Rainwater Vessels: the good, the bad and the ugly
Good on you for deciding to capture and reuse rainwater and take a load off city systems! Saving water, saving “watergy”- the energy to used to push city water around the grid - and unloading the stormwater system downstream are just some of the benefits of rainwater harvesting which contribute to your karmic wellbeing and your water use bottom line.
Just as important in the green scheme of things, but often far less considered, is the vessel you choose for collection. “Green” credentials and contributory LEED points vary hugely between rain barrels, cisterns (also known as tanks) and other rain storage vessels. Like most consumer products, a cheap $/gallon price is not often the indicator of value or best sustainable practice. Just as the BPA debate has remodeled the drinking bottle landscape, a reconsideration of the material makeup and lifespan of rain-holding vessels is bound to shake up rainwater harvesting.
PVC bladders are an unquestioned under-house rain storage solution in Australia, yet many European countries and US cities have banned PVC for its severe end of life repercussions. The toxic dioxins released when PVC is produced or burned are suspected carcinogens thought to also bio-accumulate and cause long-term harm to animals and humans.
THE GOOD - saves space, cheaper freight
THE BAD - puncture or rodent incursion, stands are easily destabilized, some serious end of life issues
THE UGLY - The US Green Building Council states that “PVC (is) consistently among the worst materials for human health impacts…” and is considering a LEED credit for avoiding PVC.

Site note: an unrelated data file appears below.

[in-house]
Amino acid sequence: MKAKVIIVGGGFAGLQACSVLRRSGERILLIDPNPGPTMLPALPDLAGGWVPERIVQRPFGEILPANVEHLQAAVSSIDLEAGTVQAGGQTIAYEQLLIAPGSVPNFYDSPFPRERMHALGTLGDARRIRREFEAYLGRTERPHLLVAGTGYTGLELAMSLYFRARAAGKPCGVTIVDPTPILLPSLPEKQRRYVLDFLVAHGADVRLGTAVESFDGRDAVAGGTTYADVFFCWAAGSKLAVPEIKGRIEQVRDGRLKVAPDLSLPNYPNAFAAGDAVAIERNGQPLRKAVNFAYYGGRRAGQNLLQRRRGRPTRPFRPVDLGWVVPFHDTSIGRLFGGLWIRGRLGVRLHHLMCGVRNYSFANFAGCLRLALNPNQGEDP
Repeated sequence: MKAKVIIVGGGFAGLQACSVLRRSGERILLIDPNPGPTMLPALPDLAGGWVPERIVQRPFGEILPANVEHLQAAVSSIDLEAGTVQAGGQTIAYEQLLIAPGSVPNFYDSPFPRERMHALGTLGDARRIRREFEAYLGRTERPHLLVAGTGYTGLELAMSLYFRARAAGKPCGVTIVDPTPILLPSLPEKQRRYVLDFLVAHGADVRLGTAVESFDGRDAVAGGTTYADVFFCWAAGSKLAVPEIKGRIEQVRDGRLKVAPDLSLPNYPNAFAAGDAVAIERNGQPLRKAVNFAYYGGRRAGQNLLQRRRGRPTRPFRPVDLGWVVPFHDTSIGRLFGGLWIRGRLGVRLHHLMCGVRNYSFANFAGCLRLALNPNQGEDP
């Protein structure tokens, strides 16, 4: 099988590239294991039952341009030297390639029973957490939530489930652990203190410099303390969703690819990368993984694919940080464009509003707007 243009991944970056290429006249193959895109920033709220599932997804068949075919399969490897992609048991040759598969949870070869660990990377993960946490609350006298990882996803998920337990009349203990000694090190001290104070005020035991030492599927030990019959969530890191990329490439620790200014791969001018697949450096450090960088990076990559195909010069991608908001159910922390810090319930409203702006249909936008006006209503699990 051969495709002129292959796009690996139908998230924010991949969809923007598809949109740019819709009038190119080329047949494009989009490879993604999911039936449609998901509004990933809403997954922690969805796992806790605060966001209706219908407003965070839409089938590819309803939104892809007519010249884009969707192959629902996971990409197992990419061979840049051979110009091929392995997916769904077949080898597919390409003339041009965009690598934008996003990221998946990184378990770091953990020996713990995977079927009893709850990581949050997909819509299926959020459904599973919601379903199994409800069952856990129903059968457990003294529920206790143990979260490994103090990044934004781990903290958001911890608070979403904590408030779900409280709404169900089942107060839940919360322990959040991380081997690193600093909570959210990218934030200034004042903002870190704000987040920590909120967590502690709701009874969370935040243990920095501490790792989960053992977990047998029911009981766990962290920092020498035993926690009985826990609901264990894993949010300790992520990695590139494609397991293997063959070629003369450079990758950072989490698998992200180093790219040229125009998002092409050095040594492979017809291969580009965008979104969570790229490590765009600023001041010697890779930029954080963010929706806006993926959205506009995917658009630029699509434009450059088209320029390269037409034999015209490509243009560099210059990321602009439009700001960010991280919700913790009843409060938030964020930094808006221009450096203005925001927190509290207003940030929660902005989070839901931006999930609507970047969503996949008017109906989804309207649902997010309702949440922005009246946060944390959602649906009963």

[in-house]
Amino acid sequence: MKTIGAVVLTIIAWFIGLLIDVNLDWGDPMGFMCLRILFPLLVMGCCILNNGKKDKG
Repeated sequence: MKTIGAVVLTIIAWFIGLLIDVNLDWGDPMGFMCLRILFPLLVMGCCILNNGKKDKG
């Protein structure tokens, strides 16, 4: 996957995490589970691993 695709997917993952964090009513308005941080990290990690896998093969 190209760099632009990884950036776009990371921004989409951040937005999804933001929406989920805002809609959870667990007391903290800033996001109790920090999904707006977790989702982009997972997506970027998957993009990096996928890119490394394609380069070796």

LEED status- So a future point for NOT using PVC! Although you may theoretically achieve the two rainwater harvesting LEED points, city laws and possible upcoming LEED changes would suggest that other materials are a better choice for your rain containment.
Steel cisterns - corrugated or straight-walled –will feature a food grade bladder or bonded polymer lining unless they are made of stainless steel. Many steel cisterns larger than 9ft wide have a PVC or stainless steel center prop for additional support. Although steel cisterns have high embedded energy and water costs, some of these can be offset by recycling the steel at the end of its life. A stainless steel cistern is fully recyclable, whilst a lined steel cistern would need to have the bonded layer removed an thus is not technically 100% recyclable.
THE GOOD- large capacity, recyclable, wide range of shapes including slimmer profiles, wide range of colors, good in bushfire, repairable
THE BAD – can corrode, cannot be moved without potentially compromising its structure, radii constraints mean a steel cistern is never truly “slim”
THE UGLY – all depends on your aesthetic
LEED status – 2 contributory points for the rainwater harvesting and a possible point if the design is modular or otherwise innovative
Concrete cisterns contain up to 50% steel content, making their environmental footprint a chunky one and making recycling of both steel and cement a harder task. Heavier to handle and transport, concrete cisterns come into their own with sheer capacity and with their ability to handle bushfire. Although they are weightier, the anticipated lifespan of a concrete cistern is still 20 years, the same design life as a high quality plastic or steel cistern.